DULUTH, Minn. – The recording industry hopes $222,000 will be enough to dissuade music lovers from downloading songs from the Internet without paying for them.
That's the amount a federal jury ordered a Minnesota woman to pay for sharing copyrighted music online.
"This does send a message, I hope, that downloading and distributing our recordings is not OK," Richard Gabriel, the lead attorney for the music companies that sued the woman, said Thursday after the three-day civil trial in this city on the shore of Lake Superior.
In closing arguments he had told the jury, "I only ask that you consider that the need for deterrence here is great."
Jammie Thomas, 30, a single mother from Brainerd, was ordered to pay the six record companies that sued her $9,250 for each of 24 songs they focused on in the case. They had alleged she shared 1,702 songs in all.
It was the first time one of the industry's lawsuits against individual downloaders had gone to trial. Many other defendants have settled by paying the companies a few thousand dollars, but Thomas decided she would take them on and maintained she had done nothing wrong.
"She was in tears. She's devastated," Thomas' attorney, Brian Toder, told The Associated Press. "This is a girl that lives from paycheck to paycheck, and now all of a sudden she could get a quarter of her paycheck garnished for the rest of her life."
Toder said the plaintiff's attorney fees are automatically awarded in such judgments under copyright law, meaning Thomas could actually owe as much as a half-million dollars. However, he said he suspects the record companies "will probably be people we can deal with."
Gabriel said no decision had yet been made about what the record companies would do, if anything, to pursue collecting the money from Thomas.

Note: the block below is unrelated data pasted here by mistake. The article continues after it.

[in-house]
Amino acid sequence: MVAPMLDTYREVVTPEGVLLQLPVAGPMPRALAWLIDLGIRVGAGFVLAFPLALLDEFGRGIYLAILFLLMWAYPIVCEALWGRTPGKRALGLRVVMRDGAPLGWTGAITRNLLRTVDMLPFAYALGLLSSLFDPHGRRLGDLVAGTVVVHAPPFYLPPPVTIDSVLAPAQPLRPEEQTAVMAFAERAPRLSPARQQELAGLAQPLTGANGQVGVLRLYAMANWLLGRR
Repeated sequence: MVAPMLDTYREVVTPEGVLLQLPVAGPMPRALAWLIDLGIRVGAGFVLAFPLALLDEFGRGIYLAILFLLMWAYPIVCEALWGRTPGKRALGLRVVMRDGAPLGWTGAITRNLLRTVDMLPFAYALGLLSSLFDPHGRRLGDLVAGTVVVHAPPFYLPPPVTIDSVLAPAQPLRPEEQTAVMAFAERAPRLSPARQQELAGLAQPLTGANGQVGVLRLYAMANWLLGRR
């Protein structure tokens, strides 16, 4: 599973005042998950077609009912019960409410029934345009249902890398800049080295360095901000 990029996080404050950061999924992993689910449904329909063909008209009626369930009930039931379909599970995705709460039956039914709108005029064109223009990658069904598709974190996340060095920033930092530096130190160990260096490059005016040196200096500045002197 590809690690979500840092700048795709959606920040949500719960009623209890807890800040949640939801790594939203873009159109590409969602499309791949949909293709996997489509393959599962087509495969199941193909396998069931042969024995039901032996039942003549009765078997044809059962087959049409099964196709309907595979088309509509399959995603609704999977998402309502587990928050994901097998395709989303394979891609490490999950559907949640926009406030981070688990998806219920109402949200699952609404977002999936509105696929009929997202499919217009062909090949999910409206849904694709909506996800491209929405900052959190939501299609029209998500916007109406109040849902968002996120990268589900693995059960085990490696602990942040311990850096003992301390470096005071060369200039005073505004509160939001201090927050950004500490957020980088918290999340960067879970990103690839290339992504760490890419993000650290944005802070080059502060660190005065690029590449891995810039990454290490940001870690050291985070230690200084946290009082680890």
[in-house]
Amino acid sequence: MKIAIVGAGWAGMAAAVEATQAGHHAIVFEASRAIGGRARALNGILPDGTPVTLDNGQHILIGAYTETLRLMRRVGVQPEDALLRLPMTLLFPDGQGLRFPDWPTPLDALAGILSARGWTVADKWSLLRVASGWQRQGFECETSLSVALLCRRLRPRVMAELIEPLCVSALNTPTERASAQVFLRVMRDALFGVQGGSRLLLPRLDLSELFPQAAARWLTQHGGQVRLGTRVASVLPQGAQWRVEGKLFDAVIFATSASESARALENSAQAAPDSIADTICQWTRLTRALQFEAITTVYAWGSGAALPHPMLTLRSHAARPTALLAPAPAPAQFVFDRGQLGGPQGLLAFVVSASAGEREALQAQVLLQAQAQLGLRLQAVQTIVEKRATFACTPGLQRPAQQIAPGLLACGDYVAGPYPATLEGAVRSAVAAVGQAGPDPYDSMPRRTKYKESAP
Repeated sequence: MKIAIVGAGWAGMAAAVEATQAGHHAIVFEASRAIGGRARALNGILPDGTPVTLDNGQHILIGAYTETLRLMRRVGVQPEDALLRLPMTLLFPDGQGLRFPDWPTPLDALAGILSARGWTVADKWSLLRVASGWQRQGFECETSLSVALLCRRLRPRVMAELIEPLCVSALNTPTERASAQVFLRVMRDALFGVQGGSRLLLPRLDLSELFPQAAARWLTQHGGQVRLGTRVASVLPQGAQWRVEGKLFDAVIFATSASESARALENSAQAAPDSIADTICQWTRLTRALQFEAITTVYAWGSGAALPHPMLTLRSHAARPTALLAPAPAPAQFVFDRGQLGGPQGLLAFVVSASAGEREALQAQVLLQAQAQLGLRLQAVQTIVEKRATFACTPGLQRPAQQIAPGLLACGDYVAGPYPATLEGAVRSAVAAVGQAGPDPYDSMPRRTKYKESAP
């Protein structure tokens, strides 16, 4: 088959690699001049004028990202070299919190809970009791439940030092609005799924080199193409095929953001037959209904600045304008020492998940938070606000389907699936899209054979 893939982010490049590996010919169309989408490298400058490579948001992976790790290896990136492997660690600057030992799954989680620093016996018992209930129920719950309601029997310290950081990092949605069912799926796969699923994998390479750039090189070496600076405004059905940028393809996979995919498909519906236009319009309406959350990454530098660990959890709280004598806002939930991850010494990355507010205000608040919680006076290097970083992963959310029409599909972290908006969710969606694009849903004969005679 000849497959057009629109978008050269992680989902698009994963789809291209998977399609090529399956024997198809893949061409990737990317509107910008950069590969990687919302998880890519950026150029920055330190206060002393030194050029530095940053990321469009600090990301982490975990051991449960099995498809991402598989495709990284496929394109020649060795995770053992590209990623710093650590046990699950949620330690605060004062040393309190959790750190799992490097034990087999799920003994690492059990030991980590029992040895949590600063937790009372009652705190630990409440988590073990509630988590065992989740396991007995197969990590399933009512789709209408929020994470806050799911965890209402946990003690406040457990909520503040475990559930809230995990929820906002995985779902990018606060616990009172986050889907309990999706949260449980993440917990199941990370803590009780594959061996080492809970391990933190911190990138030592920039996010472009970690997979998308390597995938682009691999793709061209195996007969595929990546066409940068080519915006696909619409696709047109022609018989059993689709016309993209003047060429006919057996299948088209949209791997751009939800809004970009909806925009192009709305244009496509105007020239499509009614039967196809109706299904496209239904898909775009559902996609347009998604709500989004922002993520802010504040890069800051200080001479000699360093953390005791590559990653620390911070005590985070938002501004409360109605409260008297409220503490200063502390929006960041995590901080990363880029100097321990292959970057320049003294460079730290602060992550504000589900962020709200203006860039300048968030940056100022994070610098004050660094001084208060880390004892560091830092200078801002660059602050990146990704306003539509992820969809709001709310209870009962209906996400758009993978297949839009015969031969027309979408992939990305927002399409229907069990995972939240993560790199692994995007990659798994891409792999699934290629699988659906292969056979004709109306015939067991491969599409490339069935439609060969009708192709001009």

The record companies accused Thomas of downloading the songs without permission and offering them online through a Kazaa file-sharing account. Thomas denied wrongdoing and testified that she didn't have a Kazaa account.
Since 2003, record companies have filed some 26,000 lawsuits over file-sharing, which has hurt sales because it allows people to get music for free instead of paying for recordings in stores.
During the trial, the record companies presented evidence they said showed the copyrighted songs were offered by a Kazaa user under the name "tereastarr." Their witnesses, including officials from an Internet provider and a security firm, testified that the Internet address used by "tereastarr" belonged to Thomas.
Toder said in his closing argument that the companies never proved "Jammie Thomas, a human being, got on her keyboard and sent out these things."
"We don't know what happened," Toder told jurors. "All we know is that Jammie Thomas didn't do this."
Copyright law sets a damage range of $750 to $30,000 per infringement, or up to $150,000 if the violation was "willful." Jurors ruled that Thomas' infringement was willful but awarded damages in a middle range; Gabriel said they did not explain the amount to attorneys afterward. Jurors left the courthouse without commenting.
Before the verdict, an official with an industry trade group said he was surprised it had taken so long for one of the industry's lawsuits against individual downloaders to come to trial.
Illegal downloads have "become business as usual. Nobody really thinks about it," said Cary Sherman, president of the Recording Industry Association of America, which coordinates the lawsuits. "This case has put it back in the news. Win or lose, people will understand that we are out there trying to protect our rights."
Thomas' testimony was complicated by the fact that she had replaced her computer's hard drive after the sharing was alleged to have taken place — and later than she said in a deposition before trial.
The hard drive in question was not presented at trial by either party.
The record companies said Thomas was sent an instant message in February 2005 warning her that she was violating copyright law. Her hard drive was replaced the following month, not in 2004 as she said in the deposition.
"I don't think the jury believed my client regarding the events concerning the replacement of the hard drive," Toder said.
The record companies involved in the lawsuit are Sony BMG, Arista Records LLC, Interscope Records, UMG Recordings Inc., Capitol Records Inc. and Warner Bros. Records Inc.